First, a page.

It is perfectly normal to feel anxious from time to time but when our anxiety levels become abnormal they can have a detrimental effect on our everyday lives.

The physical sensations associated with anxiety are strongly linked to our ‘fight or flight’ response. This is usually triggered when we are in a situation that we perceive as dangerous or stressful, although these situations are different for everyone. For example, most people can easily walk into the supermarket and do their shopping, but for a person suffering from social anxiety disorder this would present itself as a ‘dangerous’ situation and thus trigger the fight or flight response.


In our ancestors the fight or flight response was extremely useful in hunting or avoiding predators or when competing for mates. It can be characterised by an increase in muscle tension, which in turn leads to an increase in breathing rate which oxygenates the blood to a higher level than normal. The heart then has to beat faster to transport the blood around the body, and in particular blood will flow into the limbs from the digestive system (triggering the sensation of ‘butterflies’). Other physiological changes might also be experienced, such as nausea or sweating. Unfortunately, the fight or flight response in the modern world is sometimes maladaptive. Furthermore, due to it being controlled by one of the most primeval parts of our brain it is a rather over simplified system. This means that it cannot distinguish between an internal even or an external one. Therefore we do not have to actually even be in a situation of ‘danger’ to trigger it!! Simply worrying about a future event or ruminating over a past event can be enough to trigger fight or flight!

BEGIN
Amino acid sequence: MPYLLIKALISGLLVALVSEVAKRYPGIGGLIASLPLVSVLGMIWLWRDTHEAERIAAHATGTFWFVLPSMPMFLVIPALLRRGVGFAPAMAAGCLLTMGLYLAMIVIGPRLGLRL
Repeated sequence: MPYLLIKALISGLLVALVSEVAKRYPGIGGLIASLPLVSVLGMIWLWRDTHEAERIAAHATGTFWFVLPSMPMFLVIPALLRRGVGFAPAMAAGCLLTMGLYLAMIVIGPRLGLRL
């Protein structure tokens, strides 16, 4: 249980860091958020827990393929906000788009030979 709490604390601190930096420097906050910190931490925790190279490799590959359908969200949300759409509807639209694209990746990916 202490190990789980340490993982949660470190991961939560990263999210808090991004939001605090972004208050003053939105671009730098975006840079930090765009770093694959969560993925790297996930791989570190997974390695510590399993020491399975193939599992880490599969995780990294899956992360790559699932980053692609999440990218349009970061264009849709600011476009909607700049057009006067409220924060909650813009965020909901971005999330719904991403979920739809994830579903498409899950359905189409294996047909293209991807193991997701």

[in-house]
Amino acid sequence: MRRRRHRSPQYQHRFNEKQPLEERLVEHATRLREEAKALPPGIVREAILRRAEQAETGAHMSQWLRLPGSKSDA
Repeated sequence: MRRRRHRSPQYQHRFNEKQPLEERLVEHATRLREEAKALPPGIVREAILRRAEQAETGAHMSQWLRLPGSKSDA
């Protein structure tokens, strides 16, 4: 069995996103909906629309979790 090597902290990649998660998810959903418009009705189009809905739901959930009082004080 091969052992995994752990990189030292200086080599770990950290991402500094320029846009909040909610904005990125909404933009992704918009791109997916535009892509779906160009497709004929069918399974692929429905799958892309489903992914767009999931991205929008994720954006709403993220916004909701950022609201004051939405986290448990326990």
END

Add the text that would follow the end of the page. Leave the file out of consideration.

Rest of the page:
Anxiety can present itself in various ways. In response to stress it can present itself in sudden bursts, or it can build up over a period of days. Generalised Anxiety Disorder is a more long term and chronic condition where anxiety is experienced on a daily basis. Panic disorder is characterised by sudden, and often without warning, panic attacks that can last up to ten minutes or more. And then we have anxiety that is associated with phobias, such as social anxiety disorder.

Social anxiety disorder is more common that one might think but it presents itself with differing levels of severity. Why not have a go at answering the following questions to see if any of them relate to you?

  • Do you worry excessively about what others think of you?
  • Do you think about what things might go wrong, ahead of time?
  • Do you dwell on things after the event has taken place?
  • Do you find yourself mumbling and getting your words mixed up or unable to make eye contact with others?
  • Are you hyper-aware of yourself? For example, being aware of everything you say and do to such an extreme that you sometimes do not hear what others might be saying to you.
  • Do you avoid social situations or always play it safe? For example, talking only to ‘safe’ people about ‘safe’ topics?
  • Do you experience physiological reactions such as heart racing, breathlessness, sweating, blushing, nausea or aches and pains when confronted with social situations?

Answering yes to any of these questions may indicate even a mild form of social anxiety disorder. Answering yes to all of them however may indicate a more severe form.

I combine hypnotherapy with cognitive-behavioural-therapy techniques to maximise our chances of rapid therapeutic success at overcoming your anxiety disorder!

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